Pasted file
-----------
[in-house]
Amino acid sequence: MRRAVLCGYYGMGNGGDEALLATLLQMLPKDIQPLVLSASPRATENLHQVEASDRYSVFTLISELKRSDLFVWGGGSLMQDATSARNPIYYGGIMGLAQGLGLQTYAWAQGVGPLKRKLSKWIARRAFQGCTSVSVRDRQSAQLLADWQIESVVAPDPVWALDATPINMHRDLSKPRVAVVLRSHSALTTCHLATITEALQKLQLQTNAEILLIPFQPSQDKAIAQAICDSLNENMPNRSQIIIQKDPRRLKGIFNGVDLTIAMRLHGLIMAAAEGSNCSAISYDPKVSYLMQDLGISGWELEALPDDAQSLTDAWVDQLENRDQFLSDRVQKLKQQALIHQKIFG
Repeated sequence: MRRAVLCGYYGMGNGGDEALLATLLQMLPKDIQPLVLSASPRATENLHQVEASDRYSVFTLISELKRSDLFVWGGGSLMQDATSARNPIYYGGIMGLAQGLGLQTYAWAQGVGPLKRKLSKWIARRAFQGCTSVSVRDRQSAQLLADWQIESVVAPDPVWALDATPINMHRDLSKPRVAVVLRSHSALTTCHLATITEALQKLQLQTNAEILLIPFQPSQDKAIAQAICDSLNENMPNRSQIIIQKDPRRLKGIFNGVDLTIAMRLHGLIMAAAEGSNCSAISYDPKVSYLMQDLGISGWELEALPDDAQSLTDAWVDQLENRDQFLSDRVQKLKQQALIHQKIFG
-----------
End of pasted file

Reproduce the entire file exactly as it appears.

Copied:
[in-house]
Amino acid sequence: MRRAVLCGYYGMGNGGDEALLATLLQMLPKDIQPLVLSASPRATENLHQVEASDRYSVFTLISELKRSDLFVWGGGSLMQDATSARNPIYYGGIMGLAQGLGLQTYAWAQGVGPLKRKLSKWIARRAFQGCTSVSVRDRQSAQLLADWQIESVVAPDPVWALDATPINMHRDLSKPRVAVVLRSHSALTTCHLATITEALQKLQLQTNAEILLIPFQPSQDKAIAQAICDSLNENMPNRSQIIIQKDPRRLKGIFNGVDLTIAMRLHGLIMAAAEGSNCSAISYDPKVSYLMQDLGISGWELEALPDDAQSLTDAWVDQLENRDQFLSDRVQKLKQQALIHQKIFG
Repeated sequence: MRRAVLCGYYGMGNGGDEALLATLLQMLPKDIQPLVLSASPRATENLHQVEASDRYSVFTLISELKRSDLFVWGGGSLMQDATSARNPIYYGGIMGLAQGLGLQTYAWAQGVGPLKRKLSKWIARRAFQGCTSVSVRDRQSAQLLADWQIESVVAPDPVWALDATPINMHRDLSKPRVAVVLRSHSALTTCHLATITEALQKLQLQTNAEILLIPFQPSQDKAIAQAICDSLNENMPNRSQIIIQKDPRRLKGIFNGVDLTIAMRLHGLIMAAAEGSNCSAISYDPKVSYLMQDLGISGWELEALPDDAQSLTDAWVDQLENRDQFLSDRVQKLKQQALIHQKIFG